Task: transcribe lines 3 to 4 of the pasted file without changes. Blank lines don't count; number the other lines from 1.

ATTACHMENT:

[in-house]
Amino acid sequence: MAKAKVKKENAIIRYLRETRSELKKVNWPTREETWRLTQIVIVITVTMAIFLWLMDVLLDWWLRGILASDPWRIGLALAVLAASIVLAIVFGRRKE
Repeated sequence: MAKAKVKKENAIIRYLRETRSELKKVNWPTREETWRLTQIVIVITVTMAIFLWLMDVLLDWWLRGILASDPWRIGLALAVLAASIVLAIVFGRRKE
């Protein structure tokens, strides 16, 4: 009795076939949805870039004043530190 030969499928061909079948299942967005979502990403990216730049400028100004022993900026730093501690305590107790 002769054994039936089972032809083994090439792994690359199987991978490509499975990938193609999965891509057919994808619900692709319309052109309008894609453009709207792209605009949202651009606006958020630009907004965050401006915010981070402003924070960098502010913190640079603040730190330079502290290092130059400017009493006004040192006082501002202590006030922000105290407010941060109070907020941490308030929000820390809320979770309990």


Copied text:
Repeated sequence: MAKAKVKKENAIIRYLRETRSELKKVNWPTREETWRLTQIVIVITVTMAIFLWLMDVLLDWWLRGILASDPWRIGLALAVLAASIVLAIVFGRRKE
């Protein structure tokens, strides 16, 4: 009795076939949805870039004043530190 030969499928061909079948299942967005979502990403990216730049400028100004022993900026730093501690305590107790 002769054994039936089972032809083994090439792994690359199987991978490509499975990938193609999965891509057919994808619900692709319309052109309008894609453009709207792209605009949202651009606006958020630009907004965050401006915010981070402003924070960098502010913190640079603040730190330079502290290092130059400017009493006004040192006082501002202590006030922000105290407010941060109070907020941490308030929000820390809320979770309990």